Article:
Demonstrate an understanding of the hydrogeology of drift and shallow aquifers, in addition to their existing understanding of basic hydrogeology.
 Identify potential and actual industrial sources of groundwater pollution and their characteristics.
 Demonstrate knowledge of the major groundwater pollutant groups and calculate basic partitioning relationships.
 Demonstrate a conceptual understanding of the behaviour of non-aqueous phase liquids (NAPLs) in the subsurface.
 Carry out calculations on groundwater flow, advective transport, sorption and biodegradation processes; understand and use analytical solutions for solute transport.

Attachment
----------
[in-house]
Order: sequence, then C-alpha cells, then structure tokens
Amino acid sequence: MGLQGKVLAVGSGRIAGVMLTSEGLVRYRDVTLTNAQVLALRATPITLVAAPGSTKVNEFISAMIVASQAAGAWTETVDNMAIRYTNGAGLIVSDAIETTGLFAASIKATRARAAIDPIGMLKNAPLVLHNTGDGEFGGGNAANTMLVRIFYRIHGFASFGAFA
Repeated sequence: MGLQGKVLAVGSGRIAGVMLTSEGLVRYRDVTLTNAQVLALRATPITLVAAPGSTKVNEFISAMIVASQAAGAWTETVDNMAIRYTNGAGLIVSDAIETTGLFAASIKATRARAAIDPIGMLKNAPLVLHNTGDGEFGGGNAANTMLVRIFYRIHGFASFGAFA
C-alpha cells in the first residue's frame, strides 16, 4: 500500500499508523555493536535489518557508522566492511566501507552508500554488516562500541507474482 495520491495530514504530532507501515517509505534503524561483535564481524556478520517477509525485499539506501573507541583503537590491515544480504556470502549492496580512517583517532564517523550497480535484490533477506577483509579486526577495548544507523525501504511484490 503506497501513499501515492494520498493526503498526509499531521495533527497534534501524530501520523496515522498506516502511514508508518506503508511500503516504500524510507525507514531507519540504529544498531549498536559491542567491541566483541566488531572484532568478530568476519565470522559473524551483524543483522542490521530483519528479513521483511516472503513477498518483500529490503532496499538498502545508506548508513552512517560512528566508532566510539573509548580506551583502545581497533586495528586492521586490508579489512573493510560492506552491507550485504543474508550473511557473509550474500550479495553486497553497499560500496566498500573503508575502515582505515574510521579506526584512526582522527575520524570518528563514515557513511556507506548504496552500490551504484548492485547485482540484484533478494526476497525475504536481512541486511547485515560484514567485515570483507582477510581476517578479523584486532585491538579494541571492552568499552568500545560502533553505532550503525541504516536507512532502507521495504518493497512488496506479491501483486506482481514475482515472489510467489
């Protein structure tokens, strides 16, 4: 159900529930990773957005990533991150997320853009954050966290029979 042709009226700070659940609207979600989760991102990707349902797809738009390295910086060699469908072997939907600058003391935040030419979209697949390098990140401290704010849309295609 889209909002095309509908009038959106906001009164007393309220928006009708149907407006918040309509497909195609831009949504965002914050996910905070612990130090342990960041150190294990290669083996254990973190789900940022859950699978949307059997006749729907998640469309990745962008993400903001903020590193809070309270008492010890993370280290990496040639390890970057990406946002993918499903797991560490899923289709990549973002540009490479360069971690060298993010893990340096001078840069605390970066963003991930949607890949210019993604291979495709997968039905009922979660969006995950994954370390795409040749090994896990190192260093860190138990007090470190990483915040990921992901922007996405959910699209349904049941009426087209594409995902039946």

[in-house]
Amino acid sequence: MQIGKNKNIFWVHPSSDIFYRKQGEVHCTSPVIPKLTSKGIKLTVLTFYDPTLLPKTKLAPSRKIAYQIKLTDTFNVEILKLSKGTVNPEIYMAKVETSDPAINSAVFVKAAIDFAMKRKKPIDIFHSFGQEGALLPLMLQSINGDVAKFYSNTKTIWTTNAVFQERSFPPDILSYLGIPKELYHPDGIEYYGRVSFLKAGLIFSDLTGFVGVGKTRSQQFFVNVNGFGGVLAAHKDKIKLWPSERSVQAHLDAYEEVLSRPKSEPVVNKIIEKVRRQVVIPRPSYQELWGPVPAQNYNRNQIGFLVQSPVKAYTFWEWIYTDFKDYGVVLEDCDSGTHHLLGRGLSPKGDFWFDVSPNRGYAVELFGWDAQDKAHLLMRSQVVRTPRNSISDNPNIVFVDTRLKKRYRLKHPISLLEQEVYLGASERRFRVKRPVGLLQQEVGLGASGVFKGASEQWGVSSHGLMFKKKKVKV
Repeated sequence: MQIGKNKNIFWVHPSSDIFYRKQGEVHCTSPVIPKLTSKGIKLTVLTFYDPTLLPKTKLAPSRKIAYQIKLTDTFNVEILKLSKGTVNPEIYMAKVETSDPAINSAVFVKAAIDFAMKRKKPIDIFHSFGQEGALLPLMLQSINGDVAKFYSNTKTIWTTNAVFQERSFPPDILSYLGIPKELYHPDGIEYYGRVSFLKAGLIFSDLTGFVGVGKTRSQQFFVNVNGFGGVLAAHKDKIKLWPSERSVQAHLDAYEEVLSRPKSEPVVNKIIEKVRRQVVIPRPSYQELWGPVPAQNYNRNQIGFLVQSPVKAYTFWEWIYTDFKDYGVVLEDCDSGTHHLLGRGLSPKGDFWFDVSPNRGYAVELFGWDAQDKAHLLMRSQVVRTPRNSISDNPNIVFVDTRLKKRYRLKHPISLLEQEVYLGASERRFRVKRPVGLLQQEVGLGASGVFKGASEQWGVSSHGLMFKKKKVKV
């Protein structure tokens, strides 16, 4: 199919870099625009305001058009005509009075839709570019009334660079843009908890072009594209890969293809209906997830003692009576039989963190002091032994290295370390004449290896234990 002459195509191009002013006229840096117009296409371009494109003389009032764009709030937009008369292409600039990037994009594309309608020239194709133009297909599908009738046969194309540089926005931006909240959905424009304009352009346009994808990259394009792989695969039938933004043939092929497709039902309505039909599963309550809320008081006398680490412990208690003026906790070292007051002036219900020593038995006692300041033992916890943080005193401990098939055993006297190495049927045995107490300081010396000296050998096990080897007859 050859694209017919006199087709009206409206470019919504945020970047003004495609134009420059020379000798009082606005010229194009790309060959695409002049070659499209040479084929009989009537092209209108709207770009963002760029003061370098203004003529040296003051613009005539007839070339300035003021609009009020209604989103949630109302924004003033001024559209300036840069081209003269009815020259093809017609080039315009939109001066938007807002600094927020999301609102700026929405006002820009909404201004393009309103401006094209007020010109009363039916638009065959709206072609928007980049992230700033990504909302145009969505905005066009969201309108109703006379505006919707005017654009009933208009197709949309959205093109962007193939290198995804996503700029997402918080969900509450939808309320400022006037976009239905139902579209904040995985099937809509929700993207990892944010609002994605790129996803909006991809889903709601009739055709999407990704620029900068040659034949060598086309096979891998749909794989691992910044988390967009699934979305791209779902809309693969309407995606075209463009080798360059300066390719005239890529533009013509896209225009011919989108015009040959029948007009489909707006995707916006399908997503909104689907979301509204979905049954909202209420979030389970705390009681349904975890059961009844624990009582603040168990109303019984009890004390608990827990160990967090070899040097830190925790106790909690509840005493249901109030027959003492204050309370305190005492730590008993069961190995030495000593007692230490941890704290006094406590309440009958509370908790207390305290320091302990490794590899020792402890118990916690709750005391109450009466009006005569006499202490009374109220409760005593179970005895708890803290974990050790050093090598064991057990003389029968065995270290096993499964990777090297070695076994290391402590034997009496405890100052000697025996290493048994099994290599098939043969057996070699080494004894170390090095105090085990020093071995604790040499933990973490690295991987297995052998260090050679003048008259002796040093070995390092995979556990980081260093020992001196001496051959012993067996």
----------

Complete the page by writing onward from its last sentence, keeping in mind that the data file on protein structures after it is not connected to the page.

Design an investigation for an industrial or urban pollution problem including use of conceptual site models.
 Calculate basic solute flow and transport rates in unsaturated media.
 Demonstrate skills in reporting and presentation of project work.
Coursework assignment for weeks 4-6. Using a case study, students interpret contaminant fate and transport processes in an aquifer, developing a conceptual site model and recommendations for further monitoring and assessment for long-term management. A written report is required by week 6. Invigilated, unseen exam on last day of course in week 7.
Please note, these assessments may be subject to change.
|Individual Coursework, this includes lab reports, designs etc (LO2,LO4,LO5,LO6,LO8)||50||16/03/2018
|Written Exam Invigilated (LO1,LO2,LO3,LO4,LO7)||50||2
||Spring Exam Period
||Spring Results Day